How to Become a Survey Researcher
Many research positions require a master's degree or Ph.D., though a bachelor's degree may be sufficient for some entry-level positions.
Many research positions require a master’s degree or Ph.D., although a bachelor’s degree may be sufficient for some entry-level positions.
Many research positions require a master’s degree or Ph.D. Survey researchers can have a master’s degree in a variety of fields, including marketing or survey research, statistics, and the social sciences. A bachelor’s degree is sufficient for some entry-level positions.
To prepare to enter this occupation, students should take courses in research methods, survey methodology, computer science, mathematics, and statistics. Many also may benefit from taking business courses, such as marketing and consumer behavior, and social science courses, such as psychology, sociology, and economics.
Prospective survey researchers can gain experience through internships or fellowships. Many businesses, research and polling firms, and marketing companies offer internships for college students or recent graduates who want to work in market and survey research. These opportunities, which provide valuable experience, can be very helpful toward getting a job.
Licenses, Certifications, and Registrations
Although survey researchers are not required by law to be licensed or certified, certification can show a level of professional competence.
The Insights Association offers the Professional Researcher Certification for survey researchers. To qualify, candidates must have at least 3 years of experience working in opinion and marketing research, pass an exam, and be a member of a professional organization. Researchers must complete continuing education courses and apply for renewal every 2 years to maintain their certification.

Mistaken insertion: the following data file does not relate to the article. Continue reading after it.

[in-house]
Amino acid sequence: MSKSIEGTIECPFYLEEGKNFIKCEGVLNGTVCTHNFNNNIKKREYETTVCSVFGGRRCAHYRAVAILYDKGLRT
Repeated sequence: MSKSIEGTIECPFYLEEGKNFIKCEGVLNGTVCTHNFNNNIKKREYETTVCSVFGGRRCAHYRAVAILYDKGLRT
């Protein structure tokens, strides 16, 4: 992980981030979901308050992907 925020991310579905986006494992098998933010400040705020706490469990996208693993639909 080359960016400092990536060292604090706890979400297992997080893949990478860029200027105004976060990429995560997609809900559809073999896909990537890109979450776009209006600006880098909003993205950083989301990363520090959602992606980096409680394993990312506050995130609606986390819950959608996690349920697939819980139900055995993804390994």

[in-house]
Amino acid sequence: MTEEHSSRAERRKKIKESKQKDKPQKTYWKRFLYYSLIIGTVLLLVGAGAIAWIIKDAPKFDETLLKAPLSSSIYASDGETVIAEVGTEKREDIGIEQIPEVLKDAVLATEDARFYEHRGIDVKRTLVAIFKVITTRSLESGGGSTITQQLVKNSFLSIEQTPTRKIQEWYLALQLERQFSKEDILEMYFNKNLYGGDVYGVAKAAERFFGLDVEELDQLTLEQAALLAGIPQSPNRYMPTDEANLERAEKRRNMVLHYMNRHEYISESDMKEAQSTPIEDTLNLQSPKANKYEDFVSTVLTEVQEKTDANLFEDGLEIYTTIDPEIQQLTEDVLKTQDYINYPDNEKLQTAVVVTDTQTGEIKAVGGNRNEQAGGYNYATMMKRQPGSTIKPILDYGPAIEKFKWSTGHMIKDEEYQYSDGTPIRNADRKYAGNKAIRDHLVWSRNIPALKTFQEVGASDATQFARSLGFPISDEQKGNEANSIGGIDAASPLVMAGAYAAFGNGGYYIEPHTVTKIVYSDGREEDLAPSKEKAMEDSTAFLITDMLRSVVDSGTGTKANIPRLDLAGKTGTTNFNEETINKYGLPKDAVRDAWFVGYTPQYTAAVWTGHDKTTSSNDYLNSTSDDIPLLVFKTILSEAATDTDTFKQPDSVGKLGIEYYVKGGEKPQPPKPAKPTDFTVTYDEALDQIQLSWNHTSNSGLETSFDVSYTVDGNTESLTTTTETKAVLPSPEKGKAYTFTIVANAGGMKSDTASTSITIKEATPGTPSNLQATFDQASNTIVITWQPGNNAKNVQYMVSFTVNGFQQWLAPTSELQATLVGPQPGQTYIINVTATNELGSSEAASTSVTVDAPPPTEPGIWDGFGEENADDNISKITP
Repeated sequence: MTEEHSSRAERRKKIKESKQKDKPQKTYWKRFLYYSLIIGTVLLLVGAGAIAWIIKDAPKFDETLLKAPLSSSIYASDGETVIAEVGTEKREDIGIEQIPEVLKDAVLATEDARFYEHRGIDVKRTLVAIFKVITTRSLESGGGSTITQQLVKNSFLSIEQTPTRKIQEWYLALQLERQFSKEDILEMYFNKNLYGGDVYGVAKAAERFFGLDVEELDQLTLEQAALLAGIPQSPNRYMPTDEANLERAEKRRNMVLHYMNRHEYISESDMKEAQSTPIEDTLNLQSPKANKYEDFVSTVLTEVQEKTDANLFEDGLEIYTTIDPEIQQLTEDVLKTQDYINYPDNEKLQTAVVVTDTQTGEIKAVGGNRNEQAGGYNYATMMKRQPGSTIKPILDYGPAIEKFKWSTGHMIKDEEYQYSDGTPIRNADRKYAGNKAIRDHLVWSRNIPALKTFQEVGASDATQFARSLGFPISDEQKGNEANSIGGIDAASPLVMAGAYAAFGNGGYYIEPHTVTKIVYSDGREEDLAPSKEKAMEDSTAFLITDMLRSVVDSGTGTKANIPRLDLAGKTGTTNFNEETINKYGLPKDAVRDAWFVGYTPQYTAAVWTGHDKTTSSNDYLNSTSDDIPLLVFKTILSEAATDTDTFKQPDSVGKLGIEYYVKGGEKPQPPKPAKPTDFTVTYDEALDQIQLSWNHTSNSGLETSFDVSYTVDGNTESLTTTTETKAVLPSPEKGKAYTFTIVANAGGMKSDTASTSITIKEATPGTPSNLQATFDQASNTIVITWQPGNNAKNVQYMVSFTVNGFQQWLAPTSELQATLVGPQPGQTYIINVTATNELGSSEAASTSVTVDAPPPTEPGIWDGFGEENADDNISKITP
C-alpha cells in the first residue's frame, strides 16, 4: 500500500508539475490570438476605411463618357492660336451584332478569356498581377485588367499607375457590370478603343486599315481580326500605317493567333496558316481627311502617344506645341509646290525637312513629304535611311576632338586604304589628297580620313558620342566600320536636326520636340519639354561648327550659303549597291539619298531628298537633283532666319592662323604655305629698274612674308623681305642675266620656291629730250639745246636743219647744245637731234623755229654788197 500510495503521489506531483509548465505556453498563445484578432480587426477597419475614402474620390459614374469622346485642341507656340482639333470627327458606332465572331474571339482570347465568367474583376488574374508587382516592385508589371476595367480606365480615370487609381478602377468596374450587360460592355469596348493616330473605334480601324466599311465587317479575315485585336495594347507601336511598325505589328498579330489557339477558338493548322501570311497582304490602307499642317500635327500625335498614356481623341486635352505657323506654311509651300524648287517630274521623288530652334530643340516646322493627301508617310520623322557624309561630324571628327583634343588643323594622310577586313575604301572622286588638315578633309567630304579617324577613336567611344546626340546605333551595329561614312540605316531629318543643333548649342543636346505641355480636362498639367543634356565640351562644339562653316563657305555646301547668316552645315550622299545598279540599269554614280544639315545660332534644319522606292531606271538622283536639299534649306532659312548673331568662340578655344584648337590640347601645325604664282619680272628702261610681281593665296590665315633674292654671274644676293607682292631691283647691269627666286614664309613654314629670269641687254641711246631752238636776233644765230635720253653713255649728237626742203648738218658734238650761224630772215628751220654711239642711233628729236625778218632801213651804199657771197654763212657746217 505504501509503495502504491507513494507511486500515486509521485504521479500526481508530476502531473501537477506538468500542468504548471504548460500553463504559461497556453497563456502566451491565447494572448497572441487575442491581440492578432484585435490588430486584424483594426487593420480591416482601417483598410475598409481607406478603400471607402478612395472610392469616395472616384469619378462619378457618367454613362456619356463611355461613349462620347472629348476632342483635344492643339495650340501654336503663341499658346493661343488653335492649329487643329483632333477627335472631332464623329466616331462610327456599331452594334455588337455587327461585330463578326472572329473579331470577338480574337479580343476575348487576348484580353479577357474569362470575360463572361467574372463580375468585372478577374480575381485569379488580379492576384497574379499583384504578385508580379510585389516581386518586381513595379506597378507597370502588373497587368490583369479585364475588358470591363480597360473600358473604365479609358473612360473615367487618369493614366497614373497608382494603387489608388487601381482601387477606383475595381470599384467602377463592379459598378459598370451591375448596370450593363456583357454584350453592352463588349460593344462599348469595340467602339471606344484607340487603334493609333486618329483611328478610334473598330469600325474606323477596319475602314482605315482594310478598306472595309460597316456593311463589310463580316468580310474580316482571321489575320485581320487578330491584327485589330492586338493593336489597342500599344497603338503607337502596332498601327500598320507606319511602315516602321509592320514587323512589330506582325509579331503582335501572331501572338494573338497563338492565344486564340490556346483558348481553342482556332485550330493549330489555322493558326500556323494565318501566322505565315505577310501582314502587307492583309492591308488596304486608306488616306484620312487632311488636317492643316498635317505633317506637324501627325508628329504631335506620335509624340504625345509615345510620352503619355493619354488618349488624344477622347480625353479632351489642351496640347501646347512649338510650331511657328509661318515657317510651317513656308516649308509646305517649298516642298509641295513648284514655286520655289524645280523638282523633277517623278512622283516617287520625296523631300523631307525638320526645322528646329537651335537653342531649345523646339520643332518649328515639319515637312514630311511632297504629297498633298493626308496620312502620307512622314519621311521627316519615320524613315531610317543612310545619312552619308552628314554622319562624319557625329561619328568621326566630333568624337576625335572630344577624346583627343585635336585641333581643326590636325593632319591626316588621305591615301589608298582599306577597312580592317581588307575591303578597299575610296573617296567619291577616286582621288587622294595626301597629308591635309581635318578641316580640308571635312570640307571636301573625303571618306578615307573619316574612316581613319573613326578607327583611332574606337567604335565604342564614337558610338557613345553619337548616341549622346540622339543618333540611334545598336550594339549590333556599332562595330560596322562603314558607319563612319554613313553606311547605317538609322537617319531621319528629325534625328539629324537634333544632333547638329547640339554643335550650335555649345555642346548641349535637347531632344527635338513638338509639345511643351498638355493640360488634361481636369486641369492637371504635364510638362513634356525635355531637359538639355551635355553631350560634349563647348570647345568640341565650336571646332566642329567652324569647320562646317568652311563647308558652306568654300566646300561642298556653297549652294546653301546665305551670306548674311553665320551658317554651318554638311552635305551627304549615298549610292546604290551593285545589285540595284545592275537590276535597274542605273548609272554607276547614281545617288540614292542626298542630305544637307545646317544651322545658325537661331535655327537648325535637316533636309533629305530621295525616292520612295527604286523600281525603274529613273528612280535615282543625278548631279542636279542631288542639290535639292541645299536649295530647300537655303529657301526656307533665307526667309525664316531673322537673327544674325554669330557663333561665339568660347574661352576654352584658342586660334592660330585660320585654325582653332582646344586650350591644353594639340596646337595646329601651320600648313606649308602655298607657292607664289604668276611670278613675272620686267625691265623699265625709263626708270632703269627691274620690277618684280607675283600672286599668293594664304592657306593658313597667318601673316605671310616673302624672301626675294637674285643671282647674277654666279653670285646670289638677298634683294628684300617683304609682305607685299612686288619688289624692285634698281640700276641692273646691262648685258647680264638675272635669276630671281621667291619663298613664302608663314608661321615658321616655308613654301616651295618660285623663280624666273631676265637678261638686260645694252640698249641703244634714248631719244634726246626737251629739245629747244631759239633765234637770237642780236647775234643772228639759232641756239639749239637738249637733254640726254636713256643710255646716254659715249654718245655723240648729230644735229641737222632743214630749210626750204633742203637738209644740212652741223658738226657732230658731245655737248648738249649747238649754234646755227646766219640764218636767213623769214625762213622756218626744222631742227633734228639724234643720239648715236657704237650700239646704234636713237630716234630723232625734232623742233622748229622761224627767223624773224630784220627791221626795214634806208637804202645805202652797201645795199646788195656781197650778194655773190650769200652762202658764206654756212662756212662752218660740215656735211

Analytical skills. Survey researchers must be able to apply statistical techniques to large amounts of data and interpret the results correctly. They also should be proficient in the statistical software used to analyze data.
Communication skills. Survey researchers need strong communication skills when conducting surveys and interpreting and presenting results to clients.
Critical-thinking skills. Survey researchers must design or choose a survey and a survey method that together best capture the information needed. They must also be able to look at the data and draw reasonable conclusions from the results of the survey.
Detail oriented. Survey researchers must pay attention to details, because survey results depend on collecting, analyzing, and reporting the data accurately.
Problem-solving skills. Survey researchers need problem-solving skills when identifying survey design issues, adjusting survey questions, and interpreting survey results.